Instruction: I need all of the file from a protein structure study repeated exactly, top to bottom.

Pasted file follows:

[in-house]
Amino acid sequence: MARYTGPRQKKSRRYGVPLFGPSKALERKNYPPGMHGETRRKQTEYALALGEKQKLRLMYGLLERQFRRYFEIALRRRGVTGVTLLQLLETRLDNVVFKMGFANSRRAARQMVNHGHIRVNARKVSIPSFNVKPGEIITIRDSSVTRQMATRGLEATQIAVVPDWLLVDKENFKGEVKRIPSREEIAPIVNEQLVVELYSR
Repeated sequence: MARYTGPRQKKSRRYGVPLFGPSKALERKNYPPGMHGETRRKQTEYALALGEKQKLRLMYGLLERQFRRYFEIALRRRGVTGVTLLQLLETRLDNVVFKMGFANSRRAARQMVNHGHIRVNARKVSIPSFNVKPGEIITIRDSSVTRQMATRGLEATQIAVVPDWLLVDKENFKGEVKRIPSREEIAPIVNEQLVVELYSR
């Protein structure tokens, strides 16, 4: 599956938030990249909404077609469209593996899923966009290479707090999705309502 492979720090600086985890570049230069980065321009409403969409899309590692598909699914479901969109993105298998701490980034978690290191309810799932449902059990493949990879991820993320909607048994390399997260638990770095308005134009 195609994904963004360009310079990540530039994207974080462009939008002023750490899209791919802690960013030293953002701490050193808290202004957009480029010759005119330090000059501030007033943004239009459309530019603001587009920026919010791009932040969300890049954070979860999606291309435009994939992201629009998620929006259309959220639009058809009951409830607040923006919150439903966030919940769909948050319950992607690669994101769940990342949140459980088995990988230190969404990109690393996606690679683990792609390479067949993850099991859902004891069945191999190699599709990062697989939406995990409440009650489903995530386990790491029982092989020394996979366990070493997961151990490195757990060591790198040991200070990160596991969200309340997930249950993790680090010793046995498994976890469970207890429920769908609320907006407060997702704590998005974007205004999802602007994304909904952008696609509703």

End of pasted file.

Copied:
[in-house]
Amino acid sequence: MARYTGPRQKKSRRYGVPLFGPSKALERKNYPPGMHGETRRKQTEYALALGEKQKLRLMYGLLERQFRRYFEIALRRRGVTGVTLLQLLETRLDNVVFKMGFANSRRAARQMVNHGHIRVNARKVSIPSFNVKPGEIITIRDSSVTRQMATRGLEATQIAVVPDWLLVDKENFKGEVKRIPSREEIAPIVNEQLVVELYSR
Repeated sequence: MARYTGPRQKKSRRYGVPLFGPSKALERKNYPPGMHGETRRKQTEYALALGEKQKLRLMYGLLERQFRRYFEIALRRRGVTGVTLLQLLETRLDNVVFKMGFANSRRAARQMVNHGHIRVNARKVSIPSFNVKPGEIITIRDSSVTRQMATRGLEATQIAVVPDWLLVDKENFKGEVKRIPSREEIAPIVNEQLVVELYSR
């Protein structure tokens, strides 16, 4: 599956938030990249909404077609469209593996899923966009290479707090999705309502 492979720090600086985890570049230069980065321009409403969409899309590692598909699914479901969109993105298998701490980034978690290191309810799932449902059990493949990879991820993320909607048994390399997260638990770095308005134009 195609994904963004360009310079990540530039994207974080462009939008002023750490899209791919802690960013030293953002701490050193808290202004957009480029010759005119330090000059501030007033943004239009459309530019603001587009920026919010791009932040969300890049954070979860999606291309435009994939992201629009998620929006259309959220639009058809009951409830607040923006919150439903966030919940769909948050319950992607690669994101769940990342949140459980088995990988230190969404990109690393996606690679683990792609390479067949993850099991859902004891069945191999190699599709990062697989939406995990409440009650489903995530386990790491029982092989020394996979366990070493997961151990490195757990060591790198040991200070990160596991969200309340997930249950993790680090010793046995498994976890469970207890429920769908609320907006407060997702704590998005974007205004999802602007994304909904952008696609509703």